Austin Melvin Knight, born in Ware, Mass., 16 December 1854, graduated from the Naval Academy in 1873. After service as a Passed Midshipman, he was commissioned Ensign 16 July 1874. He served in various sea and shore assignments over the next two decades, including tours at the Naval Academy, and in Tuscarora, Constellation, Chicago, -MonongaUela, and Lancaster.
During the Spanish-American War he served in Puritan, blockading the coasts of Cuba and Puerto Rico. After attending the Naval War College at Newport in 1901, he commanded several ships during the next decade including Yankton, Washington (ACR-11), and Castine. Knight was promoted to Captain in 1907 and was commissioned Rear Admiral 29 January 1911. Subsequently he served twice as Commander in Chief, Atlantic Reserve Fleet, and commanded the Special Squadron and the Narragansett Bay Naval Station.
From 15 December 1913 to 16 February 1917 he served with distinction as President, Naval War College. On 22 May 1917, he took command of the Asiatic Fleet with the rank of Admiral (temporary) ; he was awarded the Distinguished Service Medal during Allied naval operations at Vladivostok, Siberia. He transferred to the retired list 16 December but subsequently served on active duty from 13 March 1919 until 30 June 1920 as Senior Member, Board of Awards. He died 26 February 1927, at Washington, D.C., and was buried at the Naval Academy Cemetery. On 17 November 1930, Austin Melvin Knight was commissioned Admiral posthumously on the Retired List from 26 February 1927.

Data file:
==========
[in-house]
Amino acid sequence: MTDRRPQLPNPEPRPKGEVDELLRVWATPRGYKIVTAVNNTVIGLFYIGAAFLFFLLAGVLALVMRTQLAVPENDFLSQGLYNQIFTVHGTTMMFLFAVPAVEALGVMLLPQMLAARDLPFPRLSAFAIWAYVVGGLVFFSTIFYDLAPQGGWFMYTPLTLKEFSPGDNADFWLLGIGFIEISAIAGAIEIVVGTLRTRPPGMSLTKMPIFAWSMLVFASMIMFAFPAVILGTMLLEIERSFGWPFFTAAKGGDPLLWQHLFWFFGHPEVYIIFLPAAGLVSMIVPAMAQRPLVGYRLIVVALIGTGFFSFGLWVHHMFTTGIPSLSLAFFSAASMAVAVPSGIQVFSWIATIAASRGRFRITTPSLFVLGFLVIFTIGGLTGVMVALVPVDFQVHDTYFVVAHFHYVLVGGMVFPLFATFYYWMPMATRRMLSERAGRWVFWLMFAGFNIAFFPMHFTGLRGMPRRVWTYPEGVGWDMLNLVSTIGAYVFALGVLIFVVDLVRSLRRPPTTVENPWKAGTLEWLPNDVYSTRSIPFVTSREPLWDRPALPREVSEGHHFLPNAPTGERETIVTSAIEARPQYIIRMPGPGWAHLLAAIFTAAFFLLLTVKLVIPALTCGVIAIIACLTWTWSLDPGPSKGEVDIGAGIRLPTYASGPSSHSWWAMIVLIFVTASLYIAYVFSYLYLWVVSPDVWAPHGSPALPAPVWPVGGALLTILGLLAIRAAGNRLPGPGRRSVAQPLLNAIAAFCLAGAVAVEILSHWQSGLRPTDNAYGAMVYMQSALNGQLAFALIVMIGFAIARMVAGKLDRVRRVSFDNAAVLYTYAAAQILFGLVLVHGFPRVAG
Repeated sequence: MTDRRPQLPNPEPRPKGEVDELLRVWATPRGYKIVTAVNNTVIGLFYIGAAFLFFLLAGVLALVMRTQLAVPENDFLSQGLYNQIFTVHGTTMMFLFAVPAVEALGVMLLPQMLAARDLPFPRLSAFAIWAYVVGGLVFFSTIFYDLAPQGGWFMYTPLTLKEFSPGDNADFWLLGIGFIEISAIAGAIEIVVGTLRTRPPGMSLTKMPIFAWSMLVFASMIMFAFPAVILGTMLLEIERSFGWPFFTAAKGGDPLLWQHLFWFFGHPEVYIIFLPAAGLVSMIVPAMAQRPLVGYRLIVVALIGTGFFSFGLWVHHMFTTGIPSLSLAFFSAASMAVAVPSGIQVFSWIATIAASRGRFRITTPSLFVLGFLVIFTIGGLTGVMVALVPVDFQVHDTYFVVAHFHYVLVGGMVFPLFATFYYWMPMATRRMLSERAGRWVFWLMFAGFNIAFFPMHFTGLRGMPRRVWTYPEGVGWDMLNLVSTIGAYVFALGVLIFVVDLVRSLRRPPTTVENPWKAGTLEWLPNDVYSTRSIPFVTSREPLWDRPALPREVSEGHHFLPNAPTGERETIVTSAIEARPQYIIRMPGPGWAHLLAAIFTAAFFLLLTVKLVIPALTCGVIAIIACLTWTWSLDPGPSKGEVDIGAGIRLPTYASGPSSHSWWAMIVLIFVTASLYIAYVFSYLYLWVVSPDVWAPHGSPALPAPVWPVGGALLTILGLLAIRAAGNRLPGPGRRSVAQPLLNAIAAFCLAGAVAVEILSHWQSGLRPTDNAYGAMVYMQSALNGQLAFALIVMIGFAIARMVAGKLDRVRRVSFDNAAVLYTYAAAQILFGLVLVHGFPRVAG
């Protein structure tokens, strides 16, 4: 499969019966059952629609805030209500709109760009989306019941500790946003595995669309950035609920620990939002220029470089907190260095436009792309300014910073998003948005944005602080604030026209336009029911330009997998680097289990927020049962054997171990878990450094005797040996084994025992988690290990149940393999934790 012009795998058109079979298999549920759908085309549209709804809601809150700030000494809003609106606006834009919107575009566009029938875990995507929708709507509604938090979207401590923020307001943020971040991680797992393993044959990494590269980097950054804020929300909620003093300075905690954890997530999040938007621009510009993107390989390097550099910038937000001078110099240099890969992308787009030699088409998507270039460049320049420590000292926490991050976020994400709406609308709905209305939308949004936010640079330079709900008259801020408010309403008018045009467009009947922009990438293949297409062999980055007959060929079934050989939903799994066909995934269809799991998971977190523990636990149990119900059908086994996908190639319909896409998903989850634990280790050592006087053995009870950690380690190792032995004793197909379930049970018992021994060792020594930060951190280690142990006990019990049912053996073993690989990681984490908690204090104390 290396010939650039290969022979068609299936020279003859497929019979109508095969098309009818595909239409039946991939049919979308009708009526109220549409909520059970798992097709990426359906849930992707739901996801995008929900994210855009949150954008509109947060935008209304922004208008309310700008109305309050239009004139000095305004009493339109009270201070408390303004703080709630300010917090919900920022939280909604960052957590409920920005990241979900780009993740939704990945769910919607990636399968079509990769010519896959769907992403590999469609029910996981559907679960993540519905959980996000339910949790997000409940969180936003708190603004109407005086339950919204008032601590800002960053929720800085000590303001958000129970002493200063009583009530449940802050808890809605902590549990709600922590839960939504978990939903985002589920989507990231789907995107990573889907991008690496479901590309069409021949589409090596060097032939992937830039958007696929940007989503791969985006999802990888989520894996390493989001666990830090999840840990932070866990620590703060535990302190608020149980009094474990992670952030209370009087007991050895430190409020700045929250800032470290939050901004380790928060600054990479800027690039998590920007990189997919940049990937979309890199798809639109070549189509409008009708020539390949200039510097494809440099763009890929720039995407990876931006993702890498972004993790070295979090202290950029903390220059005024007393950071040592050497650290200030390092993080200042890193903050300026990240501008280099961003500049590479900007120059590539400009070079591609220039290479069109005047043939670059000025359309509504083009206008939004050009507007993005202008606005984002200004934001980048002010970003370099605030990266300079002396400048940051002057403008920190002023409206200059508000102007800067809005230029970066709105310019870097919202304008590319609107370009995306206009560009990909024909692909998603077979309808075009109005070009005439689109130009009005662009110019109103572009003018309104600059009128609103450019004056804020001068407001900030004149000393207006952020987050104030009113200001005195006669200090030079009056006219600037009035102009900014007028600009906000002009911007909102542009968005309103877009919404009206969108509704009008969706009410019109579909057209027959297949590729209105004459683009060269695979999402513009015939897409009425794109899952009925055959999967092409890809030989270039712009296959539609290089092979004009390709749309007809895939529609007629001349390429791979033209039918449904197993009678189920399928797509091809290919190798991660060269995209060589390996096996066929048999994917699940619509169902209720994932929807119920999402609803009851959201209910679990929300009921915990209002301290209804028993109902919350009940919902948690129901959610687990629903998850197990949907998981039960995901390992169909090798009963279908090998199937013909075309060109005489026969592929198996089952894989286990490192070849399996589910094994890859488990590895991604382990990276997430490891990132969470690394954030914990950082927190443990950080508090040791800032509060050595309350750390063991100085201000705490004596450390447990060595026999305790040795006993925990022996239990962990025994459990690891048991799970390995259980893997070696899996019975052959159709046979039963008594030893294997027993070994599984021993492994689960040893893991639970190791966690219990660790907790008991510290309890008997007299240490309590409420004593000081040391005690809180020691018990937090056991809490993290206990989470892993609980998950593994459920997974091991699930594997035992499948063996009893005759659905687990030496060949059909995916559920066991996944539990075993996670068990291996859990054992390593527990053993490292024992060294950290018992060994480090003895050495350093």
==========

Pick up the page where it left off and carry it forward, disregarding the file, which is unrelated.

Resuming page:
(DD-633: dp. 1,630; l. 348'4"; b. 36'1"; dr. 17'5"; s. 35 k.; cpl. 261; a. 4 5", 4 40mm., 4 20mm., 5 21" tt, 6 dcp., 2 dct.; cl. (Heaves)
Knight (DD-633) was laid down 18 March 1941, by Boston Navy Yard; launched 27 September 1941; sponsored by Miss Elizabeth H. Royal, granddaughter of Admiral Knight; and commissioned 23 June 1942, Lt. Comdr. Richard B. Levin in command.